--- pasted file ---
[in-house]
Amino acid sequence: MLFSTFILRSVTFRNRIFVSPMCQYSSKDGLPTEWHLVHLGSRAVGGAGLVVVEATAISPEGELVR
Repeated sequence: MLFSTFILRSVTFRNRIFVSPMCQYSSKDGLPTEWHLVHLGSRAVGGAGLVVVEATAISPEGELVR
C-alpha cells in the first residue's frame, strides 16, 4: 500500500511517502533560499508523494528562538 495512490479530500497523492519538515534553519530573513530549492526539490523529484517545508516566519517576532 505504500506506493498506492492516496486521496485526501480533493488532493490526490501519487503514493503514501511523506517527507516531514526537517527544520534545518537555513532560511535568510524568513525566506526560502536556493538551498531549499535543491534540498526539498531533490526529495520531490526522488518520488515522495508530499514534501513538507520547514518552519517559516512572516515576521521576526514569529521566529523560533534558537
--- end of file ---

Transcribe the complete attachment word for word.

[in-house]
Amino acid sequence: MLFSTFILRSVTFRNRIFVSPMCQYSSKDGLPTEWHLVHLGSRAVGGAGLVVVEATAISPEGELVR
Repeated sequence: MLFSTFILRSVTFRNRIFVSPMCQYSSKDGLPTEWHLVHLGSRAVGGAGLVVVEATAISPEGELVR
C-alpha cells in the first residue's frame, strides 16, 4: 500500500511517502533560499508523494528562538 495512490479530500497523492519538515534553519530573513530549492526539490523529484517545508516566519517576532 505504500506506493498506492492516496486521496485526501480533493488532493490526490501519487503514493503514501511523506517527507516531514526537517527544520534545518537555513532560511535568510524568513525566506526560502536556493538551498531549499535543491534540498526539498531533490526529495520531490526522488518520488515522495508530499514534501513538507520547514518552519517559516512572516515576521521576526514569529521566529523560533534558537